The threshold for success of upcoming ballot initiatives depends on the outcome of the August 8 Special Statewide election on Issue 1 (a legislative-referred amendment). This amendment asks voters to Protect Ohio’s Constitution from just this type of assault by increasing the vote threshold for approval of citizen-initiated amendments from 50%+ 1 vote to 60%, requiring petition signatures from all 88 counties not just 44 and eliminating the “cure” period which currently allows organizations an additional 10 days to gather additional signatures if their initial batch doesn’t meet the requirements.
Democrats cry this would take away majority rule and make it too hard to generate and get citizen-initiated amendments approved. They say these changes would make Ohio one of the most difficult for citizens to amend the constitution.
Only 18 states to allow citizens-initiated changes to constitution
Critics fail to point out that only 18 of the 50 state constitutions permit citizen-initiated ballot amendments, 32 states do not allow citizens to put forward petitions at all. And according to Sonza, both the local Democrat party and NAACP organizations require 60% or higher vote threshold to modify their founding documents. Requiring signature from all 88 counties simply reflects the need to garner support across the entire state, not just the most populated counties.
Sonza said the 50%+1 vote approval level is too low because it has allowed for wealthy, outside special interest groups to significantly modify the Ohio Constitution without going through the legislative process. He cited the case of casinos in Ohio which were approved by a ballot amendment not by legislative action. And the Medical Cannibus Act that was backed by owners of 4 parcels who directly benefited from the amendment that restricted growing to those 4 parcels.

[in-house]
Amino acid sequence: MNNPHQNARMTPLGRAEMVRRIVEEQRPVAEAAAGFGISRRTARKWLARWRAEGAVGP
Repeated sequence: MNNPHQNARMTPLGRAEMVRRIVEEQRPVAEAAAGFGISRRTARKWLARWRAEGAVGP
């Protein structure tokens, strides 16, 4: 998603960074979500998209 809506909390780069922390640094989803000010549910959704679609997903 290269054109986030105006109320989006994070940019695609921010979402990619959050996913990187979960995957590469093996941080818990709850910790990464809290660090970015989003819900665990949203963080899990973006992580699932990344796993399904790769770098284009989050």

Recent amendments approved by more than 60%
On the other hand, Sonza pointed to several ballot amendments that have passed with voter approval higher than 60%. He characterized these as broadly appealing, common-sense changes. He cited the Healthcare Freedom amendment that passed with 66%; Marsy’s Law that gave crime victims additional rights with 83% and most recently Issue 1 that gave judges the power to factor in public safety when setting bail which passed with 77% of the vote in 2022.
He went on to say that Issue 1 Protect Ohio”s Constitution will make it harder to pass ballot amendments from both the far left and far right that have limited appeal to Ohioans but backers with deep pockets. And if Issue 1 is approved in August, the 60% threshold will apply to the Reproductive Health Care and the Ohio Marijuana Legalization Initiatives on the November ballot as well as those that follow.
Check your voter registrations before July 10. Those who have not voted in the last 6 years may have been removed from the system for inactivity and will need to re-register). Go here for county BOE search.
You can vote early on Issue 1 to Protect Ohio Constitution in August 8th special election at your precinct or vote early in-person beginning July 11 at your BOE (search here)